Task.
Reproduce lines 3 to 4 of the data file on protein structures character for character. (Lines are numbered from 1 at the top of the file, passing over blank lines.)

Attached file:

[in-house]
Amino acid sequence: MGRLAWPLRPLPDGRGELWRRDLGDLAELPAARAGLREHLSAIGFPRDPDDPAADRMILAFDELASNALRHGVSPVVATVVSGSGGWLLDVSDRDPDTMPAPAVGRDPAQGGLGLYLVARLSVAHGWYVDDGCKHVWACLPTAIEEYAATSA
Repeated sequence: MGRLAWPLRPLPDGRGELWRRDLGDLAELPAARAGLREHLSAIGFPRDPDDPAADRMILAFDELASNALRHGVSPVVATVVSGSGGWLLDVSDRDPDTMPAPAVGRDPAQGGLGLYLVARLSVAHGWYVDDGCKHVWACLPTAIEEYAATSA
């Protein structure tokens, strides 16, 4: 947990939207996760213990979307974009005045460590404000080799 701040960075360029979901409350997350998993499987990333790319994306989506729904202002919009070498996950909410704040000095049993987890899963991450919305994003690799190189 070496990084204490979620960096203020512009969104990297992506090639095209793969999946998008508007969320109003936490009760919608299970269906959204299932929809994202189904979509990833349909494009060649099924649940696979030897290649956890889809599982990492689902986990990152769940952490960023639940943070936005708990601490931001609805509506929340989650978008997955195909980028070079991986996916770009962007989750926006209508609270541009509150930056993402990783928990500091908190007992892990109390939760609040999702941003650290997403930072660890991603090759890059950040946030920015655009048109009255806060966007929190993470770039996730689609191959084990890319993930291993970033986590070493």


Repeated sequence: MGRLAWPLRPLPDGRGELWRRDLGDLAELPAARAGLREHLSAIGFPRDPDDPAADRMILAFDELASNALRHGVSPVVATVVSGSGGWLLDVSDRDPDTMPAPAVGRDPAQGGLGLYLVARLSVAHGWYVDDGCKHVWACLPTAIEEYAATSA
């Protein structure tokens, strides 16, 4: 947990939207996760213990979307974009005045460590404000080799 701040960075360029979901409350997350998993499987990333790319994306989506729904202002919009070498996950909410704040000095049993987890899963991450919305994003690799190189 070496990084204490979620960096203020512009969104990297992506090639095209793969999946998008508007969320109003936490009760919608299970269906959204299932929809994202189904979509990833349909494009060649099924649940696979030897290649956890889809599982990492689902986990990152769940952490960023639940943070936005708990601490931001609805509506929340989650978008997955195909980028070079991986996916770009962007989750926006209508609270541009509150930056993402990783928990500091908190007992892990109390939760609040999702941003650290997403930072660890991603090759890059950040946030920015655009048109009255806060966007929190993470770039996730689609191959084990890319993930291993970033986590070493």